12 You can verify the configuration by locating the HP LeftHand volume in the CMC and checking the information on the iscsi tab for a particular volume. You should see one iscsi sessions from each of the server s network adapters. If the HP LeftHand DSM for MPIO is installed on the Windows server, the number of sessions depends on the number of nodes in the storage cluster. As a result, there is one session to each storage node plus one additional session (for instance, in a four-node storage cluster, the number of session equals five sessions) per network adapter (in this example: ten sessions in total). For more information on how to setup multipath for HP LeftHand Multi-Site Cluster with one or more subnets, please consult: HP LeftHand Storage user manual HP LeftHand Windows Solution Pack user guide HP LeftHand Multi-Site user guide Note: Windows Failover Cluster (Microsoft Cluster Service in Windows Server 2003) installations can benefit from the HP LeftHand DSM for MPIO. However, in larger installations with many cluster volumes on larger HP LeftHand Storage Clusters, the number of iscsi sessions may reach the limit of 255 iscsi sessions per Windows server, or 256 sessions per HP LeftHand volume. In these cases, it is advised to use the Microsoft DSM for MPIO, which comes built-in with Microsoft Windows Server 2008 or higher, instead of the HP LeftHand DSM for MPIO. It is best practice to use either Microsoft DSM or HP LeftHand DSM for MPIO when connecting to the same HP LeftHand volume. Mounting a volume through the command line On Server Core installations of Windows Server 2008 R2, you can also use the Microsoft iscsi Initiator user interface using: iscsicpl at the command prompt. In a Server Core installation of Windows Server 2008, the volume must be mounted via the command line, using a built-in tool called iscsicli.exe. First, add the target portal. The syntax for adding a portal is as follows: AddTargetPortal <TargetPortalAddress> <TargetPortalSocket><Initiator Instance Name> <Initiator Port Number><Security Flags><Login Flags> <Header Digest> <Data Digest> <Maximum Connections> <DefaultTime2Wait> <DefaultTime2Retain> <Username> <Password> <AuthType> Typically, the only values that need to be passed are the portal IP address and the portal socket. The other values can be used for specific use cases that are outside the scope of this document. As an example, a typical command to add the target portal might look like the following: AddTargetPortal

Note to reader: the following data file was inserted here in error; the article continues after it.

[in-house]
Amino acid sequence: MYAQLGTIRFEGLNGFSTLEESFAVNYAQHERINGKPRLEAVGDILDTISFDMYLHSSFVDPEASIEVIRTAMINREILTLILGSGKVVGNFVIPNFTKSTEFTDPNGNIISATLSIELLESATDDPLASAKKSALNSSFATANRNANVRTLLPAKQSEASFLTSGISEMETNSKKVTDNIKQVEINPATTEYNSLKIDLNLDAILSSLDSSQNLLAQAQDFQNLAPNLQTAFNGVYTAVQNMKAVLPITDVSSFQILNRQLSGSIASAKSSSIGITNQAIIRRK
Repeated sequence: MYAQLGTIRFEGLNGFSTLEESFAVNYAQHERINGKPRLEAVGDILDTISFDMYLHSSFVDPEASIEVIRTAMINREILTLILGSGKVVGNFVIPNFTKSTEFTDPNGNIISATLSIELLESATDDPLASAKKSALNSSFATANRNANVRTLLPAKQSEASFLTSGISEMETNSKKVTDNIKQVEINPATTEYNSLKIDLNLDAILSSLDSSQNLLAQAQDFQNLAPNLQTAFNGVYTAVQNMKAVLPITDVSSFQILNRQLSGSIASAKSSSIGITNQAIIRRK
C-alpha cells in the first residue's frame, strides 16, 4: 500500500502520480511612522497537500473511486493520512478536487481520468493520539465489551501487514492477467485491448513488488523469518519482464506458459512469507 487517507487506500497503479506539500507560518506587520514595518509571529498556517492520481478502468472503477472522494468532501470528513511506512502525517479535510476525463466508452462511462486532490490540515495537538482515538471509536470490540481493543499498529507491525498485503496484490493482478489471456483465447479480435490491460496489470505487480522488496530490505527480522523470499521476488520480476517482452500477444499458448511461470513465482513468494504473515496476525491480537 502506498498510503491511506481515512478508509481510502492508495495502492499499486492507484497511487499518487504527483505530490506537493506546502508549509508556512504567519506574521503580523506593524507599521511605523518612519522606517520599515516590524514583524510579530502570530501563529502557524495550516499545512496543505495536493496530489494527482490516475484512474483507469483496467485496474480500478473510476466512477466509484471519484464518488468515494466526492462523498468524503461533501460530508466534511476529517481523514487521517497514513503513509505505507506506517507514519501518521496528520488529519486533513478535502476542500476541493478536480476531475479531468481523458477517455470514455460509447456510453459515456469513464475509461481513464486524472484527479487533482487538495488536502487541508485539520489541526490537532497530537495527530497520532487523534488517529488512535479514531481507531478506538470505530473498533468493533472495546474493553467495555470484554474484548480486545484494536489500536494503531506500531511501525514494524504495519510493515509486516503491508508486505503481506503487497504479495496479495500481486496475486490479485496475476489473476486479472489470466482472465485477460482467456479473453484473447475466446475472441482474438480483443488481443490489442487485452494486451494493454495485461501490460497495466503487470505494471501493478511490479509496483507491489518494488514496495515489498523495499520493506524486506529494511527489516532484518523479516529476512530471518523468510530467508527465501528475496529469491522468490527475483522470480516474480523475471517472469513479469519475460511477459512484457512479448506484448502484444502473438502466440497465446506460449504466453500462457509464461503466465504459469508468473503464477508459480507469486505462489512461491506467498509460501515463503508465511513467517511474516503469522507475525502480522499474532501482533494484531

13 The syntax for mounting a volume is as follows: LoginTarget <TargetName> <ReportToPNP> <TargetPortalAddress> <TargetPortalSocket> <Initiator Instance Name> <Port number> <Security Flags> <Login Flags> <Header Digest> <Data Digest> <Max Connections> <DefaultTime2Wait> <DefaultTime2Retain> <Username> <Password> <AuthType> <Key> <Mapping Count> <Target Lun> <OS Bus> <Os Target> <OS Lun> For each parameter being passed, an asterisk (*) can be used to indicate that the default value should be used. As an example, a typical command to log in to a volume might look like the following: logintarget iqn com.lefthandnetworks:boulder:23:demo-volume2 T * * Root\ISCSIPRT\0000_ * * * * * * * * * * 0 To log out of a volume, use the LogoutTarget command. The syntax of the command is: LogoutTarget <SessionID> For this example, the command to log out of the volume is as follows: LogoutTarget 0xfffffa80047da018-0x To find out which sessions are currently active, use the following command: SessionList Note: In order for the volumes to mount automatically at boot, they must be a persistent (favorite) target. The syntax for logging in to a target and persistently logging in to a target is the same; only the command is different. Instead of LoginTarget use PersistentLoginTarget and instead of only using "LogoutTarget", remove targets from the persistent (favorite) target list with "RemovePersistentTarget". To verify persistent targets, use the command ListPersistentTargets. All targets marked as persistent (favorites) will be displayed. 13